Monday, 21 October 2013

Thanks Society - I Owe You One!



I’ve just seen this quote from Warren Buffett….

"I personally think that society is responsible for a very significant percentage of what I've earned. When you're treated enormously well by this market system, society has a big claim on that."

My impression of Warren Buffett is that there is much to like about him. But his argument here, while containing a commendable ethos, isn't compelling. His argument amounts to this; "Without the existence of people in society I wouldn't be wealthy, therefore society has a big claim on my wealth". What he's perhaps overlooking (or underestimating) is that people in society have already gained from his wealth - so such a debt on those grounds is misjudged. When I buy my shopping at the supermarket, the store gains profit from the money I spend, but I gain the goods to consume. I get plenty for my money - in fact, if the gains were of lower value to me than the value of the money, I wouldn't have bought the goods. So it would be absurd if the Supermarket wrote to me the next day saying they owed me something because I'd helped contribute to their profits. Why don't I owe them something for their contributing to my consumption?

Generally speaking one doesn't automatically owe people something just because one benefits from an activity, even if the benefits wouldn't occur without the existence of the thing. I drive a Subaru - but one wouldn't say "Without the existence of Subaru I wouldn't drive a Subaru car therefore Subaru has a claim on my driving experience". If a neighbour plays an album loud that I happen to enjoy listening to, or cooks a BBQ that brings a pleasant smell wafting over the fence, I don't owe him anything. So generally speaking, I don't think a culture in which people are always talking about what they are owed is a healthy culture - it breeds not magnanimity, generosity and kindness, but awkwardness and resentful compulsion, which is never as good. I think a better way of saying what Warren Buffet said would be to say:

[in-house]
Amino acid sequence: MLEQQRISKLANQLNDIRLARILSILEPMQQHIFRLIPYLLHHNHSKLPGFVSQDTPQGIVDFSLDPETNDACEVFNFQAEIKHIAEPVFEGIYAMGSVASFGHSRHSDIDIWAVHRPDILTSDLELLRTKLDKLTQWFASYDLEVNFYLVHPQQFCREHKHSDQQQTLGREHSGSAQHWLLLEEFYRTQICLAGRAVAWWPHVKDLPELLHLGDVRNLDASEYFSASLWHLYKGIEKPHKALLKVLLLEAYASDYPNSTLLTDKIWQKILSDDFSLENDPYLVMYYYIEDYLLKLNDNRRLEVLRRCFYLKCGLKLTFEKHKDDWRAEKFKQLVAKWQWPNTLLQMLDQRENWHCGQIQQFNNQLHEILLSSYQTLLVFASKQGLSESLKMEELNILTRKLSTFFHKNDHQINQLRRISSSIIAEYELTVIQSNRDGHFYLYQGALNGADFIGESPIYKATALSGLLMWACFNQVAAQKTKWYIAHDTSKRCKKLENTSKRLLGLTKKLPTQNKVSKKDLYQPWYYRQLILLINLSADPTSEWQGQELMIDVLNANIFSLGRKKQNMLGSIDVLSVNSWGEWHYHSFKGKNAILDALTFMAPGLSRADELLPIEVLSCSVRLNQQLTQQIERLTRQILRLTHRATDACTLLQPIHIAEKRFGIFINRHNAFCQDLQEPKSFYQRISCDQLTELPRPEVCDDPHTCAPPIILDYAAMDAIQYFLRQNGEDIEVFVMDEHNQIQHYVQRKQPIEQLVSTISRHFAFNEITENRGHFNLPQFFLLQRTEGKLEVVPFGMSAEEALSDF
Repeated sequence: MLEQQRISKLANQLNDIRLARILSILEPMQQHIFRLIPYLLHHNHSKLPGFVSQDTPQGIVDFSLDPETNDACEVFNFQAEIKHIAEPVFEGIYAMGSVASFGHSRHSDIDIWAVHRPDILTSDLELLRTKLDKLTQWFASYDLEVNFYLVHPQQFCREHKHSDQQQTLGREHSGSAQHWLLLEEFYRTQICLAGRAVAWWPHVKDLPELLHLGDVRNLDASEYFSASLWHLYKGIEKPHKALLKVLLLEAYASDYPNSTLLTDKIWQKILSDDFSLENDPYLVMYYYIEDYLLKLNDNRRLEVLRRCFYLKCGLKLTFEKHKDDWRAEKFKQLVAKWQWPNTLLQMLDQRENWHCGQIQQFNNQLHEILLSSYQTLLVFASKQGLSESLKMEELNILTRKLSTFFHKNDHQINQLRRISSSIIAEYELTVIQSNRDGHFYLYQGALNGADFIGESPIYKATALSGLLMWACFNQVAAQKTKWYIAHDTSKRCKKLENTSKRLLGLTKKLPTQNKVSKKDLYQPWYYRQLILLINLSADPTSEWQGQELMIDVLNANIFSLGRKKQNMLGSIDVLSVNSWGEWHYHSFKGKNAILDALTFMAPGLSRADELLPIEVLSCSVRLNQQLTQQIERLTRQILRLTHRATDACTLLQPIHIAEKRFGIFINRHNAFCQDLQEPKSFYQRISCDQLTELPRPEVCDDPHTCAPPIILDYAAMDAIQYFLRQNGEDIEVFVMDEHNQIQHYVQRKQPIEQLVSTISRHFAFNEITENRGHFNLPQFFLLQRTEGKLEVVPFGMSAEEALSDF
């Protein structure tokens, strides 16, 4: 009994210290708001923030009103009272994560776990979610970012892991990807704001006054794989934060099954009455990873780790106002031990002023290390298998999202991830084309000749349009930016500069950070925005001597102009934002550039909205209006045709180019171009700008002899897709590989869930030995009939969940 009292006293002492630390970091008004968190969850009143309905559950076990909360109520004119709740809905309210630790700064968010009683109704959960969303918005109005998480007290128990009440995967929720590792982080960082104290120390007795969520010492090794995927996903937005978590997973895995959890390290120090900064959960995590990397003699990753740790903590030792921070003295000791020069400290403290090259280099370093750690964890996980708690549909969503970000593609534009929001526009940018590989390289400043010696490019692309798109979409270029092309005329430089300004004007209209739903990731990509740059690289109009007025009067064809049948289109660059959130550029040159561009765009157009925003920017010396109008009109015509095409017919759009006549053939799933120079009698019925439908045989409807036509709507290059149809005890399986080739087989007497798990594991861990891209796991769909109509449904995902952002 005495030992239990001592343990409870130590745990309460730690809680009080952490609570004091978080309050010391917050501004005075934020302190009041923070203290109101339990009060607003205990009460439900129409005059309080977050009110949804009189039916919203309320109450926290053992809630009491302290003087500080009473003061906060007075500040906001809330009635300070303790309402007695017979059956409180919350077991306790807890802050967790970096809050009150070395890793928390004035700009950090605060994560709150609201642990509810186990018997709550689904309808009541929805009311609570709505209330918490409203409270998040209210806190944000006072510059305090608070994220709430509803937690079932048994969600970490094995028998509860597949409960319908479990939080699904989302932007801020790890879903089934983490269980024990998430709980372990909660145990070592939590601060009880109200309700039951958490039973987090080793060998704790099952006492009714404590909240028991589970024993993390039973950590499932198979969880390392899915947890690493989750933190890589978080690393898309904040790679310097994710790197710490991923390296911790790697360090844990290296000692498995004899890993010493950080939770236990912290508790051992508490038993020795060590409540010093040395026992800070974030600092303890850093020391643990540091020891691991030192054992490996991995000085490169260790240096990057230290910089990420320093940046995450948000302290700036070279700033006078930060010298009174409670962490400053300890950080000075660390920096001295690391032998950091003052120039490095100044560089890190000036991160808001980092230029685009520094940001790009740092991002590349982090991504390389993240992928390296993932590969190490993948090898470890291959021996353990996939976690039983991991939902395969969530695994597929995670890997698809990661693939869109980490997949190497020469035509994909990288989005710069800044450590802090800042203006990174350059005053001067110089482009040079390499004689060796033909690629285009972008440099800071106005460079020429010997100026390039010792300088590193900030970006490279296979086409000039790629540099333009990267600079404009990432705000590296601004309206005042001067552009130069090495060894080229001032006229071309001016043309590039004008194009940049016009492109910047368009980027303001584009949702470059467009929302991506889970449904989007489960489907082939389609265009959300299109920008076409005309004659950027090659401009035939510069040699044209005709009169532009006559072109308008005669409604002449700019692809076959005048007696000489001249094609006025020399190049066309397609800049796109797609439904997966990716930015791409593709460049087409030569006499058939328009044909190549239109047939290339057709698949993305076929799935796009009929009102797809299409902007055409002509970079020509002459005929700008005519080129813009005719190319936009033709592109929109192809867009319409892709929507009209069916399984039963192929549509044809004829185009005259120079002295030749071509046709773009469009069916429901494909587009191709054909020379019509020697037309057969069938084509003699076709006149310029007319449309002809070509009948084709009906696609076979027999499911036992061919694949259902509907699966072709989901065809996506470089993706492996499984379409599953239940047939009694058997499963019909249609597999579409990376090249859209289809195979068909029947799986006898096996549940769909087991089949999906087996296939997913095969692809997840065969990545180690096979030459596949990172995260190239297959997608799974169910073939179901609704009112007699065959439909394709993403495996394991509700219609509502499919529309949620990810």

"I personally think that society is responsible for a very significant percentage of what I've earned. When you're treated enormously well by this market system, it is good to give something back by way of generosity, magnanimity and kindness"

This transfers the emphasis away from thoughts of 'having' to pay back, into thoughts of 'wanting' to pay back. You can feel you have to pay something back without locating the benefits of wanting to pay something back, but you can't so easily feel you want to pay something back without that want being attached to the intrinsic benefits of good intentions. It's a positive circularity; to want to do good is to have noble intentions, and to have noble intentions is to want to do good.

* Photo courtesy of wiki.nus.edu.sg

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